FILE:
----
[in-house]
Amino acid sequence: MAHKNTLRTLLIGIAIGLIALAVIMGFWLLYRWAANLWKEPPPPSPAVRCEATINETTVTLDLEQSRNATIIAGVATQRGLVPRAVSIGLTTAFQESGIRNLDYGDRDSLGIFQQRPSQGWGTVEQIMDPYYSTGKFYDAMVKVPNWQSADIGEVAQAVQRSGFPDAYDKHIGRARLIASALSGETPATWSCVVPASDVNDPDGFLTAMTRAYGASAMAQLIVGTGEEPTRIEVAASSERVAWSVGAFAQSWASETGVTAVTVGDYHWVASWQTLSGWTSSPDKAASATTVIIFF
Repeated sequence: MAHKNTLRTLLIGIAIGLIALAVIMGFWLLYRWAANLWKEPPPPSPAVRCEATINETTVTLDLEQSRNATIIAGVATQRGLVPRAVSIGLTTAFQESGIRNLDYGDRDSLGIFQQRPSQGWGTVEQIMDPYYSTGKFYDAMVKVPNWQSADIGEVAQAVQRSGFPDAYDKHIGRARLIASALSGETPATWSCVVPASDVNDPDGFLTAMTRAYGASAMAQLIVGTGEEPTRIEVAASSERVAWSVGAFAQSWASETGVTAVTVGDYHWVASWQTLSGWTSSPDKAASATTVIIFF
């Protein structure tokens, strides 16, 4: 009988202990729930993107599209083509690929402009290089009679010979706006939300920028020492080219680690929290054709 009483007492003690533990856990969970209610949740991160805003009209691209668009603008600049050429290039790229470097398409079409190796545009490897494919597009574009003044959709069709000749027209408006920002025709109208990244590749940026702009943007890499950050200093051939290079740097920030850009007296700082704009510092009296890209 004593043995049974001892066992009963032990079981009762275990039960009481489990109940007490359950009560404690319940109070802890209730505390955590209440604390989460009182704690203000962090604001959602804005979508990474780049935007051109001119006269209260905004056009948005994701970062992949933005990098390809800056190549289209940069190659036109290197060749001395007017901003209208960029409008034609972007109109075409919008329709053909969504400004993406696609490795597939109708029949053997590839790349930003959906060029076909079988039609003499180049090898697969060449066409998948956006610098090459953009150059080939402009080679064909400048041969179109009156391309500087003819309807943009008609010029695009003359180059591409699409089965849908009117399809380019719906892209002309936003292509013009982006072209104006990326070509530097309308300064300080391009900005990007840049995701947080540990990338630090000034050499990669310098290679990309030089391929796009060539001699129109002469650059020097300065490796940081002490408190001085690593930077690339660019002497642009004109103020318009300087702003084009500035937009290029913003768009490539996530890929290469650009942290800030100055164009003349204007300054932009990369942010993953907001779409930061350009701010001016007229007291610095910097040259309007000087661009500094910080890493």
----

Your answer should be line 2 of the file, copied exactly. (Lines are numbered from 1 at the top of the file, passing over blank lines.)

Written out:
Amino acid sequence: MAHKNTLRTLLIGIAIGLIALAVIMGFWLLYRWAANLWKEPPPPSPAVRCEATINETTVTLDLEQSRNATIIAGVATQRGLVPRAVSIGLTTAFQESGIRNLDYGDRDSLGIFQQRPSQGWGTVEQIMDPYYSTGKFYDAMVKVPNWQSADIGEVAQAVQRSGFPDAYDKHIGRARLIASALSGETPATWSCVVPASDVNDPDGFLTAMTRAYGASAMAQLIVGTGEEPTRIEVAASSERVAWSVGAFAQSWASETGVTAVTVGDYHWVASWQTLSGWTSSPDKAASATTVIIFF